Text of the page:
THERE is no word yet either from the Home Affairs Ministry nor the Royal Saint Lucia Police Force on whether their crime-fighting strategies for 2020 will be the same ones used in 2019 or whether a tweaking or a complete change of those strategies will be made.
Whatever the case may be, crime, always a political issue, and a highly partisan one at that, was front and center in the country in 2019, creating bold headlines in the media and having government officials trying to appear calm outwardly while inwardly seething at their inability to bring the crime monster under their control.
Even more unnerving about the 2019 crime situation in the country were the always remembered remarks by government ministers, most notably Prime Minister Allen Chastanet, that his party/government has a plan to reduce the scourge by a certain percentage. Further, that his party, if given the chance to govern, can do a better job than the previous administration when it comes to keeping Saint Lucians safe.
From June 2016 to December 2019, the government’s pronouncements about its ability to control crime have all failed as the island’s homicide rate continues to spiral out of control.
While there may have been reductions in certain criminal acts since the government’s time in office the same cannot be said for homicides or murders as numbers like 60 (2017; 44 (2018) and 51 (2019) show the truth of the task facing the government in getting Saint Lucians to seek redress other than through a gun or a sharp object which usually results in a death.
So intense has been crime in the country that 2019 began with an effort to revive a ministry that had slid into oblivion called “Pray for the Nation Ministry”. This was being done amid 2019 New Year celebrations that were marred with violence, a spillover it seems from 2018, a year that saw our criminals reaching a new high of defiance and impudence by breaking into the Lamar building that housed four police departments.
Less than a week into 2019 and the police department, through Assistant Police Commissioner Wayne Charlery, admitted that the break-in embarrassed the police force. Right on the heels of that statement came the island’s first homicide – the slaying of Britisher Robert Hathaway at his home in Grand Riviere, Gros Islet. In this case, the police force produced results as quickly as possible and 10 months later a charge was made in Hathaway’s murder.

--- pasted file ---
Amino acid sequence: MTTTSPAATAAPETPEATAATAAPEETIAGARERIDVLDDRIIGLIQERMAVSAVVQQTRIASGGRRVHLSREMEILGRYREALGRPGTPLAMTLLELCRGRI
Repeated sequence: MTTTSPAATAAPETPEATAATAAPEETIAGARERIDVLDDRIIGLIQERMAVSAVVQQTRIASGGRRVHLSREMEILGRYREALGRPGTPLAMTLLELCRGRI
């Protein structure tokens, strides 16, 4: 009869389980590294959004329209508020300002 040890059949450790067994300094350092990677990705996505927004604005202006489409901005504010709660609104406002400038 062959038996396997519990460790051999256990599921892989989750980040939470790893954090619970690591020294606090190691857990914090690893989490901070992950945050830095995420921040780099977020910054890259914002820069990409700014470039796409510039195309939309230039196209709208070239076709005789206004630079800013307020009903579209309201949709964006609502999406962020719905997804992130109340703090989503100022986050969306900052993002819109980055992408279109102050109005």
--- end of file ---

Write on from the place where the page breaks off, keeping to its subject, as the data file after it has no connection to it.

So big had crime become so early in 2019 that a government official noted that the Bordelais Correctional Facility was under pressure in that the remand population at the facility was at its highest in four years, way above the number of the penal population, meaning those already sentenced by a court.
Even Mayor Peterson Francis weighed in on the crime situation in January 2019 saying that magistrates and judges were too lenient with lawbreakers.
It was felt that crime would be dealt a severe blow with the reopening of the Nyerah Court at Vigie in February. But this was not to be even with Police Commissioner Severin Monchery addressing the crime issue immediately after the opening of the court. Not even outspoken human rights campaigner attorney Mary Francis was spared the lashes of the crime monster as her offices were broken into and ransacked in February.
All the while armed robberies were occurring all over the country, particularly in Castries targeting bakeries and mini-marts as well as individuals. Independence 2019 saw Prime Minister Chastanet saying there is still a lot of work to be done in crime and other areas.
With the month of February still far from over, Saint Lucia recorded its fourth homicide in Jacmel, Anse la Raye when Souheil Wassouf of Rodney Heights was shot multiple times about the body.
From then on, an almost endless stream of violent acts was unleased, it seems, that involved even police officers as well. Teenagers, as well as persons in their early twenties and older, became victims weekend after weekend, month after month resulting in 51 persons being killed for the year, some during the just ended Christmas season and averaging just over four persons killed per month, an incredible amount for a small island.